The main function of insurance is to spread risk. In its simplest form, insurance allows a group of individuals to put small sums of money into a pot, and use the money only if one member faces a loss. Rather than risk facing one disastrous loss, members take small losses every month and are ensured protection from serious losses.
This system of spreading risk has two main benefits in modern economies: it encourages entrepreneurship and forms the basis of the credit system.
It encourages entrepreneurship because it frees businesses of the financial burden of having to prepare for future losses. Imagine owning a coffee shop without insurance. On top of paying rent for your location, salaries for your employees, and supply costs, you would have to put funds aside in case you encountered a total loss. In this way, it allows entrepreneurs to invest their money into their business without those added costs.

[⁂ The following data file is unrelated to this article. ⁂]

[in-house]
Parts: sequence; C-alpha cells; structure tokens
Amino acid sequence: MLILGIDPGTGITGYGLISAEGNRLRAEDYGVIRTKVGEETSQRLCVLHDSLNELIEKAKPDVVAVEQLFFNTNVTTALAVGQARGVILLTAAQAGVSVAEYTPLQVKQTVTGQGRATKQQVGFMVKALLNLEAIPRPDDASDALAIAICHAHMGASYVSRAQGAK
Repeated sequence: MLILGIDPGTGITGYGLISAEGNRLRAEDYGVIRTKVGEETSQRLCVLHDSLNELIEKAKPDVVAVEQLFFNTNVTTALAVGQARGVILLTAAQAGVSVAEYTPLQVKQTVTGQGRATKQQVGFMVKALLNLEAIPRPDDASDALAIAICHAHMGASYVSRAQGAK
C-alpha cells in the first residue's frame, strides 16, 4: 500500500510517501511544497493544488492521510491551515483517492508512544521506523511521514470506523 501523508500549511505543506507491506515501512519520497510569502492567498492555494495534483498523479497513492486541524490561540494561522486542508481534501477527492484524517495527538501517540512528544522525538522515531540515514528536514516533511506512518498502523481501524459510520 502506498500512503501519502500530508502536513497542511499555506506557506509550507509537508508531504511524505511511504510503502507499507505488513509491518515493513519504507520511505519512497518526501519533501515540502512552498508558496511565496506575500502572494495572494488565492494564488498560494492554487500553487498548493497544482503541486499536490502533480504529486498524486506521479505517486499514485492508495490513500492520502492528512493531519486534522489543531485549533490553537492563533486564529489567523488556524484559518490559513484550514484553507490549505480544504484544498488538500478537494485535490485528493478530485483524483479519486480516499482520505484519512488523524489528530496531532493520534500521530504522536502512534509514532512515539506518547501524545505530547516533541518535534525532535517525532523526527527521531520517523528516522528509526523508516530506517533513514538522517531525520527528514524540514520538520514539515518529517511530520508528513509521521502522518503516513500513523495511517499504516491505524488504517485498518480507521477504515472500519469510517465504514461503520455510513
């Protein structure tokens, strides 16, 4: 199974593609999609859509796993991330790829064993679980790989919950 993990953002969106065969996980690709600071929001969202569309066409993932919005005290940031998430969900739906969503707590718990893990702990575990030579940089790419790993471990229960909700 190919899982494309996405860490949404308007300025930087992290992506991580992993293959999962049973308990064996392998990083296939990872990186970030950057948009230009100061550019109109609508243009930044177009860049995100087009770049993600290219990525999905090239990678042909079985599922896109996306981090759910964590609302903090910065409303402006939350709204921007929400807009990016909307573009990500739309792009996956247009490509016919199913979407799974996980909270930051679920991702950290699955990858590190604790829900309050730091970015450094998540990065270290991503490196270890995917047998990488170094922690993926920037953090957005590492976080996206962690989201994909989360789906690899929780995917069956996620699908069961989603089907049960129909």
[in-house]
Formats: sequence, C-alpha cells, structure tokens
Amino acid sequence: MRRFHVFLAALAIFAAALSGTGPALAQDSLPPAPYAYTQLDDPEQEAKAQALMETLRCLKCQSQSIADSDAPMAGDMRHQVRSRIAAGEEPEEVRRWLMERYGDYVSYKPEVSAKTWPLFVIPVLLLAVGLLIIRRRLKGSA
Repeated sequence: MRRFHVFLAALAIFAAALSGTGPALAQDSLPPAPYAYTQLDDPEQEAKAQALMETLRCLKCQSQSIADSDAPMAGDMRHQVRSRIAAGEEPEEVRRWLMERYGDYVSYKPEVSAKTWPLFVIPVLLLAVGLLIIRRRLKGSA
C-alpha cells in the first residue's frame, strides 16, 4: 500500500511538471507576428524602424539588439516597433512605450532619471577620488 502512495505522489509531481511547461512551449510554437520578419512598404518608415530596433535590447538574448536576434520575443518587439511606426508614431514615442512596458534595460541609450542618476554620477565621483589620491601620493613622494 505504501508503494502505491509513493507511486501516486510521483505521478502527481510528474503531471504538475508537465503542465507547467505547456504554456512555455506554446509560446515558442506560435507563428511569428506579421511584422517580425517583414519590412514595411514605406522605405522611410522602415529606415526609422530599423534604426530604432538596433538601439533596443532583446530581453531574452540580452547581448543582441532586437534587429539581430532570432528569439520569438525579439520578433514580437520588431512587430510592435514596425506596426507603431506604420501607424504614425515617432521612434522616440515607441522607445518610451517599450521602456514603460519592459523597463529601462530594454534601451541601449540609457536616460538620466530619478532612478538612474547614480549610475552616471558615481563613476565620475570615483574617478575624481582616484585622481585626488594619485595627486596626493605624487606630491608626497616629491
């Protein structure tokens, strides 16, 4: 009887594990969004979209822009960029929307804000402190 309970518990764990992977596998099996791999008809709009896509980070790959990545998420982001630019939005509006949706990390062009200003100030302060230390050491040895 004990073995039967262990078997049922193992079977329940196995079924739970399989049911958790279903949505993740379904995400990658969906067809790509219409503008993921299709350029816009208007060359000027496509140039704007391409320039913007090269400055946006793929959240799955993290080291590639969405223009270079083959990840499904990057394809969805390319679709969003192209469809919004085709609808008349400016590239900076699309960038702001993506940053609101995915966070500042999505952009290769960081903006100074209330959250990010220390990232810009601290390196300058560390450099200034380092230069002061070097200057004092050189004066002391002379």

It also allows individuals to access credit by assuring lenders their investments are guaranteed. To use the coffee shop example, imagine you want to open up a new location. You request a bank loan to help pay for a new property. Your bank can only do this if their investment (in your property) can be guaranteed. If your building was destroyed in a fire, your bank would lose the investment. With insurance, they can be sure that their investments are protected. Credit allows business ideas to get off the ground and keeps economies dynamic.
As a foundational aspect of modern economies, insurance plays a vital role in contributing to the well-being and happiness of all members of society. Spreading risk allows individuals to invest in business ventures without the fear of losing everything, and gives investors the assurance they need to put money in the hands of capable entrepreneurs.